- It does not have a set amount of resistance levels listed.
- There is an emergency push-to-stop for those who might run into an issue while riding.
Like many Stages bikes, the Stages Solo has a somewhat odd way of going about its resistance. There are no set resistance levels that many other exercise bikes have. Instead, it has the Stages SprintShift system that compliments the more traditional knob. It allows for the changing of resistance at a flick of a switch. Meanwhile the knob that the Solo has is used more for micro-adjustments.
This method is much more fluid than the traditional method of twisting a knob over and over again. Therefore, it is much more suited for those who want to get some high intensity interval training (HIIT) training into their workload.
Thanks to the integration of the Stages software into the Solo bike, the quick resistance changes can really be felt on some of those coached rides. It makes it really easy to follow along with the instructions, as well as giving you the feeling of making the most of these guided sessions.
Handlebars and Seat:
- The Stages Solo bike features the Stages RoadBar handlebars in order to accommodate all sorts of hand positions.
- The Solo bike has a unisex seat to appeal to all people.
- The FitLoc height adjustment system allows for fluid seat changes.
- It is estimated to be five times faster than the standard indoor bike.
It comes with a media shelf available near the console. The handlebars on the Stages Solo indoor cycling bike are the RoadBar handlebars that can be found on their other top tier bike, the Stages SC3. The RoadBar handles are adjustable vertically as well as horizontally. They also have all the possible positions a rider could want, as both riders who normally train indoors and those who ride outdoors can find their preferred arm positions on the Solo. The odd thing about the Stages handlebars is that they are described as “comfort coated” aluminum. We cannot figure out what this actually means, but they are not wrong in that the RoadBar handles are comfortable.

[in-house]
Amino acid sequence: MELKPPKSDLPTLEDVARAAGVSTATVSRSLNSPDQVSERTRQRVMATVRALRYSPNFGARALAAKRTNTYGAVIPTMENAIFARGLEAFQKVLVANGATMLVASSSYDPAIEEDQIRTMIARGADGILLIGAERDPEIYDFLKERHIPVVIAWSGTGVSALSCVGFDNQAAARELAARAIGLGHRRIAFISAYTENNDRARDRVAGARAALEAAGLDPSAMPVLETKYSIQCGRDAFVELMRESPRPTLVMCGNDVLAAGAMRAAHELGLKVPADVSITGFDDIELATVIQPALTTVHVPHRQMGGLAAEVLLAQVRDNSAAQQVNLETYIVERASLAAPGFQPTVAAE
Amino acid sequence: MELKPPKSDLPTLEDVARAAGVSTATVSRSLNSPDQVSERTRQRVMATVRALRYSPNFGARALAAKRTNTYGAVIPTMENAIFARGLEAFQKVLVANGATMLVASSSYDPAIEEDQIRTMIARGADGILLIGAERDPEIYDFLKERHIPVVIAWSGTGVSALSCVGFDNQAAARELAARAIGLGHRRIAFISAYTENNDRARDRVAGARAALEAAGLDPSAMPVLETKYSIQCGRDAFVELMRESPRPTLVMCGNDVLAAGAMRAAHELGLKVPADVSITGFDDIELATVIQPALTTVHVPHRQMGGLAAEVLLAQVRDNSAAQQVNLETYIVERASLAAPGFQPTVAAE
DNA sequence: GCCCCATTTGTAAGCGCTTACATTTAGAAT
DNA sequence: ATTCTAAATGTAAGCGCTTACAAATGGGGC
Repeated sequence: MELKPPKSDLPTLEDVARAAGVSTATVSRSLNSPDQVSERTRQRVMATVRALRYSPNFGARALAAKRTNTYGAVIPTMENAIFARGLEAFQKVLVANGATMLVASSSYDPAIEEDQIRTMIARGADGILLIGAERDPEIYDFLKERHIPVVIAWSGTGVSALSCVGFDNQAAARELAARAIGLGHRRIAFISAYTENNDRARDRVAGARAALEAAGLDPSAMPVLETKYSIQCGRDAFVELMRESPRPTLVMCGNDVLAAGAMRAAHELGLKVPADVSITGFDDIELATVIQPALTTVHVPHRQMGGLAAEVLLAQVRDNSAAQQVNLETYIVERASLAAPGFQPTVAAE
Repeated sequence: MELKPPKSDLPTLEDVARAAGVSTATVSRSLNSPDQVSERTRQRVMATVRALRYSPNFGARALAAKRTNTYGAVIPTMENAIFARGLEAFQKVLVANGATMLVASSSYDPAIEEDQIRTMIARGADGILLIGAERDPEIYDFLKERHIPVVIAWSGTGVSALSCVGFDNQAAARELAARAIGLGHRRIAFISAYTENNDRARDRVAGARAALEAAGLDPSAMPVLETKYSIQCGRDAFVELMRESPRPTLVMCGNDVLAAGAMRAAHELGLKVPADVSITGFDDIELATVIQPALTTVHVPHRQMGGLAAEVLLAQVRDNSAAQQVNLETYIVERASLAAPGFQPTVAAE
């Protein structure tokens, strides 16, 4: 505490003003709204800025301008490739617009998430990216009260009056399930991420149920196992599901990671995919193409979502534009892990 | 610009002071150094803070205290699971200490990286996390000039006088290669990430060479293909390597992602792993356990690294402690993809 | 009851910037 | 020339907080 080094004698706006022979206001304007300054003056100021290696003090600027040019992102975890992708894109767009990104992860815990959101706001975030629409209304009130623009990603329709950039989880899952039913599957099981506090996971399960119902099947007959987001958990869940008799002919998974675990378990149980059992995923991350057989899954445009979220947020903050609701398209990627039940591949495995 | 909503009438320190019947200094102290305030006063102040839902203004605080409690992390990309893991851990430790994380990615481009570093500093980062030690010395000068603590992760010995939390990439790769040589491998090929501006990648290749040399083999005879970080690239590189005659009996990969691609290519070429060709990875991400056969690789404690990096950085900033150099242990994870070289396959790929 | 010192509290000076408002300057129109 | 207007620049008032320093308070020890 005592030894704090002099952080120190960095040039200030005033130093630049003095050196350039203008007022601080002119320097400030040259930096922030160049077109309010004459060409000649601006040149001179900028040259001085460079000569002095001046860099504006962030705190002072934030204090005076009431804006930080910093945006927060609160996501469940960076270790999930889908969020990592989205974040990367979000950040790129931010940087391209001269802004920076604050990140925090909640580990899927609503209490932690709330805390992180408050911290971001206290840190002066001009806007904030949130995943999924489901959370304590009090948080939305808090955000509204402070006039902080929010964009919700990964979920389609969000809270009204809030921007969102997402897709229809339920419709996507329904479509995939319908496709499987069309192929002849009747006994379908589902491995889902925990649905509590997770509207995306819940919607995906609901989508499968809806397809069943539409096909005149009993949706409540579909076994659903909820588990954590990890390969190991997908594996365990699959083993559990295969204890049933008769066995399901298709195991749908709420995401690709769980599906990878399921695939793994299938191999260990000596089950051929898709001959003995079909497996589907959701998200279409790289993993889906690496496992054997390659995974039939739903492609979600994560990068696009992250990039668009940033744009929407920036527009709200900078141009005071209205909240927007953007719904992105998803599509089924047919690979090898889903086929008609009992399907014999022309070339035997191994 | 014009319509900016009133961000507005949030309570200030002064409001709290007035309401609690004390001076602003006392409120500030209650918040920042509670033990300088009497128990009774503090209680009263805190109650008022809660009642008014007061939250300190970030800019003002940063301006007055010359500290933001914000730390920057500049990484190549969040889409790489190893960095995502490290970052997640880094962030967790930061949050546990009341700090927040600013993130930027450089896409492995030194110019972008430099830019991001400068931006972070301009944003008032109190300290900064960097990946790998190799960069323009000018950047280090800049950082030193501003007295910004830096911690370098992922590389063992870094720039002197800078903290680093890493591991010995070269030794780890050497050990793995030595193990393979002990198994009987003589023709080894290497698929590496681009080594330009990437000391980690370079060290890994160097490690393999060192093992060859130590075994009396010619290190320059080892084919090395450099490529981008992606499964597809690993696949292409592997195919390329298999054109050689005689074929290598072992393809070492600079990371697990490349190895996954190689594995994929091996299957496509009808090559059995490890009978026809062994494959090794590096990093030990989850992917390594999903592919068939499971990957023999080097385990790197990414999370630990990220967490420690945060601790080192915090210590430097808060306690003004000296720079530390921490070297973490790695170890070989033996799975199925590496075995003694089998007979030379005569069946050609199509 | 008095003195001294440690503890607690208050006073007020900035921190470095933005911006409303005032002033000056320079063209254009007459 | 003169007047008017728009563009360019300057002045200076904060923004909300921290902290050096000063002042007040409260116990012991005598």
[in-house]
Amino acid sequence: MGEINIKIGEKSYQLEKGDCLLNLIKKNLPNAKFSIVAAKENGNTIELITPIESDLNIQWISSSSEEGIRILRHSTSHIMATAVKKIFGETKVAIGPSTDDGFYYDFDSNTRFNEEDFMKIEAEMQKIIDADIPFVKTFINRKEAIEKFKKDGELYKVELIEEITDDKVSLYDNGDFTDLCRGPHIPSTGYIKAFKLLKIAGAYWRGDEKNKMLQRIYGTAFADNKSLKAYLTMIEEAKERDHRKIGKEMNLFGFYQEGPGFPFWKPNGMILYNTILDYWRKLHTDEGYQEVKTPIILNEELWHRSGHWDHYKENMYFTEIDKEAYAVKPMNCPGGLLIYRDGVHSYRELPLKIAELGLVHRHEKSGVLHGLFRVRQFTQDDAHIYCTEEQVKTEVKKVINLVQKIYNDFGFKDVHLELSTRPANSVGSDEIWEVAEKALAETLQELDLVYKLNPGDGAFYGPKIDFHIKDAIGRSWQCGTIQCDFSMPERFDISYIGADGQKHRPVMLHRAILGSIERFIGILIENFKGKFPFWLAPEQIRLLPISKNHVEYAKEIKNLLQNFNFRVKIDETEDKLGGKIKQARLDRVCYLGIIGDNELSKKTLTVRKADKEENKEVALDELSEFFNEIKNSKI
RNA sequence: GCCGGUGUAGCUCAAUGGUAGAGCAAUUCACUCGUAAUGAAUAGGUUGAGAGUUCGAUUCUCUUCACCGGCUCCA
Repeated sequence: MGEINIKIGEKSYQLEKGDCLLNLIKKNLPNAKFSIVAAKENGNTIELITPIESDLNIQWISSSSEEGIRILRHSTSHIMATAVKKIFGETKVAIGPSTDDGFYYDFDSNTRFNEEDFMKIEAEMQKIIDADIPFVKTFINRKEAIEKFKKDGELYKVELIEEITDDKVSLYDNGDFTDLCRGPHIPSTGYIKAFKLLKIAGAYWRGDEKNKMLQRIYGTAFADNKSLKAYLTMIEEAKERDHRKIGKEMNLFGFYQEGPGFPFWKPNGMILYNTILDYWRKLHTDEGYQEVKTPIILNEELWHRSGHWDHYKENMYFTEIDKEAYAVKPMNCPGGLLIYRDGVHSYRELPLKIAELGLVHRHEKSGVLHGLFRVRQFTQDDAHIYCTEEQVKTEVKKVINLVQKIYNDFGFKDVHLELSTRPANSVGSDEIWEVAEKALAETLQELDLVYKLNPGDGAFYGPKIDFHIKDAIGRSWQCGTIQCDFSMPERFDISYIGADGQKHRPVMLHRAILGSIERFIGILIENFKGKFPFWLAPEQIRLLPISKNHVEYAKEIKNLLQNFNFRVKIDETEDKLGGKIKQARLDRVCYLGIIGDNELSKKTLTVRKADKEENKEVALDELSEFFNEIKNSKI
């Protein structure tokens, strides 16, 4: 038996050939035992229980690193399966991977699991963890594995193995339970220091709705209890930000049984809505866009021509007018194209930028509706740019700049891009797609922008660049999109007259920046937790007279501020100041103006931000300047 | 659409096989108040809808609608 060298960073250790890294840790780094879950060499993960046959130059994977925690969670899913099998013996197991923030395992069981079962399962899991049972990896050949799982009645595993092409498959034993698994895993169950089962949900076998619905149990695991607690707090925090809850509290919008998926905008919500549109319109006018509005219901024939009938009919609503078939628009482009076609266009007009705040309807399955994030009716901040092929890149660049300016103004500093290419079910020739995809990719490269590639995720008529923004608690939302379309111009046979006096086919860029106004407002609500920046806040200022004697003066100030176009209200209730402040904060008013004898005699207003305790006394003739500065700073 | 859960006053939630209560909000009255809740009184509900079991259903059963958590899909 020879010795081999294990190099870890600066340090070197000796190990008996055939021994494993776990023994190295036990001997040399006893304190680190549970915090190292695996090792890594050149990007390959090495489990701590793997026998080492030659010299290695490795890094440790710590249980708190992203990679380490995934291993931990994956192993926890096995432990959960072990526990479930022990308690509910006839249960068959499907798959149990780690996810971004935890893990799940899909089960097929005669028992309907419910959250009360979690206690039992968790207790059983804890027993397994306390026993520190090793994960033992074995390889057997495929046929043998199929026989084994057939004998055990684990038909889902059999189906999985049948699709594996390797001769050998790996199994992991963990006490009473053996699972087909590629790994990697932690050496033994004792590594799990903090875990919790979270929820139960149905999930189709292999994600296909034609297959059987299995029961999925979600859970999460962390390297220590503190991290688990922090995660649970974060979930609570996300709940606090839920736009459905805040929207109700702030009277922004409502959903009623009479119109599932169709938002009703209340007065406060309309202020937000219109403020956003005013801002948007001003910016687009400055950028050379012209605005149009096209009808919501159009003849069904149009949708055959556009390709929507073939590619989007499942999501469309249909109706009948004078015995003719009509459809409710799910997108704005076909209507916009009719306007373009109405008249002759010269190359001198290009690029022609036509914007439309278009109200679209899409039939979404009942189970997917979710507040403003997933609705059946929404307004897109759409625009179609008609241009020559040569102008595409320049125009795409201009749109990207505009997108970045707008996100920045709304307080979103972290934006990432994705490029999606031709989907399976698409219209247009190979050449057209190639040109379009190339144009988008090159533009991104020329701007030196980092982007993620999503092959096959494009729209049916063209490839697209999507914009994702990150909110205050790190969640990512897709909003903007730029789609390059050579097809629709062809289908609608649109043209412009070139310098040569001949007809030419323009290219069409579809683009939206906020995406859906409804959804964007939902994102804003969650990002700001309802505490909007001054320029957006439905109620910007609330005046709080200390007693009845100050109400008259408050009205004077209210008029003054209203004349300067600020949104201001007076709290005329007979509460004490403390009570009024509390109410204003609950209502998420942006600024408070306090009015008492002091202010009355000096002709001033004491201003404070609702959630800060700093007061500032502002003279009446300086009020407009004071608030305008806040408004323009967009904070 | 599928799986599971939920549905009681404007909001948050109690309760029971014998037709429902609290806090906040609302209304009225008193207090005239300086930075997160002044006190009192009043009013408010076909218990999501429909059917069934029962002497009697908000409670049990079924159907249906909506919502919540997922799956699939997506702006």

The biggest feature of the seat is the FitLoc system for adjustment. It allows for extremely quick height adjustment in the seat compared to the traditional twist-to-lock systems. While this might not seem like much of a big deal, it makes sense for a commercial bike to be able to adjust to whoever happens to hop on the Solo bike next.
For those at home, it means that multiple users can customize the seat to their own liking without it taking up too much time. The seat can also be adjusted in a similarly easy fashion in using the fore/aft adjustment. Because of both the vertical and horizontal adjustability, it allows the Stages Solo bike to fit an extremely wide range of users.
Drivetrain and Gear Ratio:
- The Stages Solo drivetrain gear ratio is 5:1.
- The Solo bike has carbon fibre belt
The Stages Solo spin bike has the standard gear ratio and belt system that one can find in many other Stages bikes. The “CarbonGlyde™ Gates® Carbon Drive™ Carbon Fiber Belt” does the job that it is meant to and does so well in the other Stages bikes. It remains quiet while giving a good system of resistance to the flywheel.
The gear ratio is 5:1. For those who are unaware, these bikes have a small pulley belt and a big belt ring connected to the flywheel. For every turn of the big wheel, the small pulley turns 5 times.
Stages made the call to not make the gear ratio or belt any different on the Solo bike for good reason. If it isn’t broken, don’t fix it. The combination has served them well so far and looks set to continue that record.